If a family member needed a kidney to avoid dying, would you donate one of yours? Most would likely say yes.
What about a stranger? Would you donate a kidney to save the life of someone you don't know?
That's what Carol Penner did -- and she hopes more Canadians will do the same.
Penner, pastor of Edmonton's Lendrum Mennonite Brethren Church, was moved to donate a kidney after her husband lost one of his to cancer in 2008.
"I didn't realize how easy it is to live on one kidney," says the 53 year-old. "There was no change in his life."
After thinking about it for a couple of years, in 2011 she offered to donate a kidney as an undesignated donor -- her kidney would go to whomever needed it most. What followed was a year of medical appointments, tests and questionnaires. Once accepted, Penner -- then the pastor of First Mennonite Church in Vineland, Ont. -- was put on the list to donate when needed.
In October 2012, she received the call and had surgery to remove one of her kidneys. Soon after, someone living somewhere in Canada received her gift of life.
"It wasn't a huge operation," she says of the surgery. "There were a couple of weeks of recovery. I received great care."
Why did she do it?
"People across Canada are dying of kidney disease," she says. "If I could save someone's life, why not do that?"
Her faith also played an important role.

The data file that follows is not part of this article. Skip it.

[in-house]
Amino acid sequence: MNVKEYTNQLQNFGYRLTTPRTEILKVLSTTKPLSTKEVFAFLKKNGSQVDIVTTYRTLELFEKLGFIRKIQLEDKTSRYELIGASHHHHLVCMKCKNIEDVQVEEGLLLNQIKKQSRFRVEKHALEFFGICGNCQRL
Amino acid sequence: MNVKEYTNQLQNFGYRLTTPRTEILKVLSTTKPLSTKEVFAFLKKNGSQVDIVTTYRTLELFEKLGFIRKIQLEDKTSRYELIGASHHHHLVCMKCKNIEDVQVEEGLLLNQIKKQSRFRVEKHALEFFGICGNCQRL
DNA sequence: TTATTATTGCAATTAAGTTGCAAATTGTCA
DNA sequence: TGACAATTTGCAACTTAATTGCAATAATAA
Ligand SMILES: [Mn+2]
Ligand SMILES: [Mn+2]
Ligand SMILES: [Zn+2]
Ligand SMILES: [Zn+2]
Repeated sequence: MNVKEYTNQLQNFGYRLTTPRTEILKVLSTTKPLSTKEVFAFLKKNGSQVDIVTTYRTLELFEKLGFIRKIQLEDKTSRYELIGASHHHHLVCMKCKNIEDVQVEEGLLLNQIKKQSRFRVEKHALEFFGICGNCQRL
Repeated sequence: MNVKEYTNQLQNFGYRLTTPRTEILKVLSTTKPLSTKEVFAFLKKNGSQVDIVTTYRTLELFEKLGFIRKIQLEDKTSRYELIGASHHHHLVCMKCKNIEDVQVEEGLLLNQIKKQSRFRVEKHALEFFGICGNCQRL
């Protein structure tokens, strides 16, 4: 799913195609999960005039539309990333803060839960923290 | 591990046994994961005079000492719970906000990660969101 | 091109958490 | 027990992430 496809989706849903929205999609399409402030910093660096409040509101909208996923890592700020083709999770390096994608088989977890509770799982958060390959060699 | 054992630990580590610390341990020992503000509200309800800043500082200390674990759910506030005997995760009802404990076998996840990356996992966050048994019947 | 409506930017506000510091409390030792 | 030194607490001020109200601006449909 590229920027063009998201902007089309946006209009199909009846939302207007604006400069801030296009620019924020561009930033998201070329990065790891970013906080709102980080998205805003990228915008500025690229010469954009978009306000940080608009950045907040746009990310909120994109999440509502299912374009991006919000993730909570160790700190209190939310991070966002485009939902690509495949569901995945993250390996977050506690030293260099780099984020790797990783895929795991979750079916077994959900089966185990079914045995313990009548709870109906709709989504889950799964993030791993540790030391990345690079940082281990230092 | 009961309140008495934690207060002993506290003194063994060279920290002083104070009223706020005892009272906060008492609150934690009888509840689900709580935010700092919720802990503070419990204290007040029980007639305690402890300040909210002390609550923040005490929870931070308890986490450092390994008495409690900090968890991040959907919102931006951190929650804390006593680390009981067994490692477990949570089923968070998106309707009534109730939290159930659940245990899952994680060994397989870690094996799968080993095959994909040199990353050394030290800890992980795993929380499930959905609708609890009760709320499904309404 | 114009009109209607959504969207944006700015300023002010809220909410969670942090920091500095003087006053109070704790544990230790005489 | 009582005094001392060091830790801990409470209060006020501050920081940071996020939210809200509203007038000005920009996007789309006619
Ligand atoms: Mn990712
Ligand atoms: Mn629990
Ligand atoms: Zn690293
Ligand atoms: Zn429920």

"Our body is the biggest gift God has given us, especially if we've been given good health," she says. "We can share it with someone who needs to get healthy."
She also thought of the words of Jesus, who instructed his followers to "love your neighbour as yourself."
"If I needed a kidney, and there was no family match, I would want someone to donate one to me," she says, noting if that was the case, she could also do it for someone else.
Looking back, Penner says donating a kidney was "one of the most joyful things I have done in my life."
Now she is on a quest to encourage more people to help save the lives of the more than 3,000 Canadians who are on waiting lists for a kidney transplant -- 262 of whom are in Manitoba.
"Many of these people will die while on the waiting list," she says. "These are needless deaths -- there are millions of healthy kidneys in Canada."
She wants to start with her own faith group.
"As Mennonites, we could lead the way," she says of the 200,000 or so Mennonites in Canada. If just a fraction of that number donated a kidney, "we could wipe out the waiting list in a year."
She acknowledges it won't be easy; giving a kidney is quite a bit different than giving money to feed people who are hungry, poor or sick in another part of the world.
But she thinks churches -- and other faith groups -- should still try.
"We are constantly encouraged to give money to help others without needing to know who they are," she says. "Why not do the same with a kidney?"
Plus, she adds, "it's a solvable problem. It's not as huge as world hunger or poverty."
One thing all faith groups share in common is a belief in compassion and charity -- helping people in need. Usually this takes the form of donations of money, time or expertise. Could it be extended to include donating kidneys? Or making sure members sign organ donation cards?
Thursday, March 13 is World Kidney Day, a day for raising awareness about kidney disease. Maybe faith groups could add it to the list of special days they mark, inviting members to think about how they could help someone facing death due to the disease.
After all, as Penner says, "the rewards are huge -- you can save someone's life."
Penner has a blog about her experience of donating a kidney and is happy to correspond with people who are interested in doing the same thing. Visit it at http://anundesignateddonor.blogspot.ca.